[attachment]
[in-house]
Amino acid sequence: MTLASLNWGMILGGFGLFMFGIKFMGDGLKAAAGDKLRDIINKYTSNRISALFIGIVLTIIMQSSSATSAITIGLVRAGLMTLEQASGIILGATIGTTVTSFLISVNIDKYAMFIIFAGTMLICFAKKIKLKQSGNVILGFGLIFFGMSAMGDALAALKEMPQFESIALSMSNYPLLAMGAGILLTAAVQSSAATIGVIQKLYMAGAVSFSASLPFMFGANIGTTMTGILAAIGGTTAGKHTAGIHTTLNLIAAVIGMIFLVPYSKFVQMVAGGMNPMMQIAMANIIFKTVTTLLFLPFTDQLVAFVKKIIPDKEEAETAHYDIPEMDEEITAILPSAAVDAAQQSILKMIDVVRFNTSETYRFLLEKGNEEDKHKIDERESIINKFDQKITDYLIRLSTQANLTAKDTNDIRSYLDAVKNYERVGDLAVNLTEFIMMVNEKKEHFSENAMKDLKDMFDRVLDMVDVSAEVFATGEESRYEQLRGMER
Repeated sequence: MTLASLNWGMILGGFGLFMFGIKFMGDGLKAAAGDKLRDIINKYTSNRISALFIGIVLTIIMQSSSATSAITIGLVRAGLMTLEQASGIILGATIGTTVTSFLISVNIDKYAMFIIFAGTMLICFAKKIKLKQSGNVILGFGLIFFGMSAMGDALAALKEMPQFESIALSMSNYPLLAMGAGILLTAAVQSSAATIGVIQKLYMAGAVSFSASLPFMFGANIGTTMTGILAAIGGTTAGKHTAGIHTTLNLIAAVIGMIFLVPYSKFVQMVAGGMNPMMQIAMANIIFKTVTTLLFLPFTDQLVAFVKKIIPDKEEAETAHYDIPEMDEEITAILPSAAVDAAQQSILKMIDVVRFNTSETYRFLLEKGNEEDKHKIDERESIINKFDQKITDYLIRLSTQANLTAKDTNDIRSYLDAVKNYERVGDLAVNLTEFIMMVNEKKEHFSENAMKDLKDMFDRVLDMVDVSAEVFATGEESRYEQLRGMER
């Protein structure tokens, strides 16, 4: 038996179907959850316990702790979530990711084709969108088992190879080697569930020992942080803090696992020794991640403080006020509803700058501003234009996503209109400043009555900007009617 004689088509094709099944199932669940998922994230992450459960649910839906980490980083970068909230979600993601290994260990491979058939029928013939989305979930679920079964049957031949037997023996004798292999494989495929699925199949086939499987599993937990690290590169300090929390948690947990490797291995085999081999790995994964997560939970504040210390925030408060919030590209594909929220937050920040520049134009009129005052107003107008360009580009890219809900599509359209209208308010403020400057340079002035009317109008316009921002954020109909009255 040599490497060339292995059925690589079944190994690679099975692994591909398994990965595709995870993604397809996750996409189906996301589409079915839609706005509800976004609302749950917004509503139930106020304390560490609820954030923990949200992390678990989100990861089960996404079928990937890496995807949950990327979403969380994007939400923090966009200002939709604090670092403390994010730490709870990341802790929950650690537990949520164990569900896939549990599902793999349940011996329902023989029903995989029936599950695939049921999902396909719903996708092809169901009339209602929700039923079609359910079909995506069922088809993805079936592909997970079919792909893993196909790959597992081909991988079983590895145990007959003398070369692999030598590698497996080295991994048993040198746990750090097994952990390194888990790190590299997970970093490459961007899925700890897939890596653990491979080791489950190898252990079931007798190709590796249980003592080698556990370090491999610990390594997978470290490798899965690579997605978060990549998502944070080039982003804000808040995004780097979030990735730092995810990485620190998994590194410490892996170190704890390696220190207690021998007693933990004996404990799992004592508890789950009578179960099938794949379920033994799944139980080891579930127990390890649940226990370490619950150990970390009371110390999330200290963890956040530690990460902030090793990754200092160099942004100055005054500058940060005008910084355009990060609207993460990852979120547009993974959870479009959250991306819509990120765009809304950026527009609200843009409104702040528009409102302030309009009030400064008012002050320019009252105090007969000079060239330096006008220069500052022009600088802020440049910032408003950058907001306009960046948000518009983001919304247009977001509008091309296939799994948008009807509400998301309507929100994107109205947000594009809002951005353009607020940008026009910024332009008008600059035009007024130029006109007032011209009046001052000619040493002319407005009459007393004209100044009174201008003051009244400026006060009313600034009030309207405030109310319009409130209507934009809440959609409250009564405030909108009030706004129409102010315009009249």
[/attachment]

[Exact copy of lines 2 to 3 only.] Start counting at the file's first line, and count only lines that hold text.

Amino acid sequence: MTLASLNWGMILGGFGLFMFGIKFMGDGLKAAAGDKLRDIINKYTSNRISALFIGIVLTIIMQSSSATSAITIGLVRAGLMTLEQASGIILGATIGTTVTSFLISVNIDKYAMFIIFAGTMLICFAKKIKLKQSGNVILGFGLIFFGMSAMGDALAALKEMPQFESIALSMSNYPLLAMGAGILLTAAVQSSAATIGVIQKLYMAGAVSFSASLPFMFGANIGTTMTGILAAIGGTTAGKHTAGIHTTLNLIAAVIGMIFLVPYSKFVQMVAGGMNPMMQIAMANIIFKTVTTLLFLPFTDQLVAFVKKIIPDKEEAETAHYDIPEMDEEITAILPSAAVDAAQQSILKMIDVVRFNTSETYRFLLEKGNEEDKHKIDERESIINKFDQKITDYLIRLSTQANLTAKDTNDIRSYLDAVKNYERVGDLAVNLTEFIMMVNEKKEHFSENAMKDLKDMFDRVLDMVDVSAEVFATGEESRYEQLRGMER
Repeated sequence: MTLASLNWGMILGGFGLFMFGIKFMGDGLKAAAGDKLRDIINKYTSNRISALFIGIVLTIIMQSSSATSAITIGLVRAGLMTLEQASGIILGATIGTTVTSFLISVNIDKYAMFIIFAGTMLICFAKKIKLKQSGNVILGFGLIFFGMSAMGDALAALKEMPQFESIALSMSNYPLLAMGAGILLTAAVQSSAATIGVIQKLYMAGAVSFSASLPFMFGANIGTTMTGILAAIGGTTAGKHTAGIHTTLNLIAAVIGMIFLVPYSKFVQMVAGGMNPMMQIAMANIIFKTVTTLLFLPFTDQLVAFVKKIIPDKEEAETAHYDIPEMDEEITAILPSAAVDAAQQSILKMIDVVRFNTSETYRFLLEKGNEEDKHKIDERESIINKFDQKITDYLIRLSTQANLTAKDTNDIRSYLDAVKNYERVGDLAVNLTEFIMMVNEKKEHFSENAMKDLKDMFDRVLDMVDVSAEVFATGEESRYEQLRGMER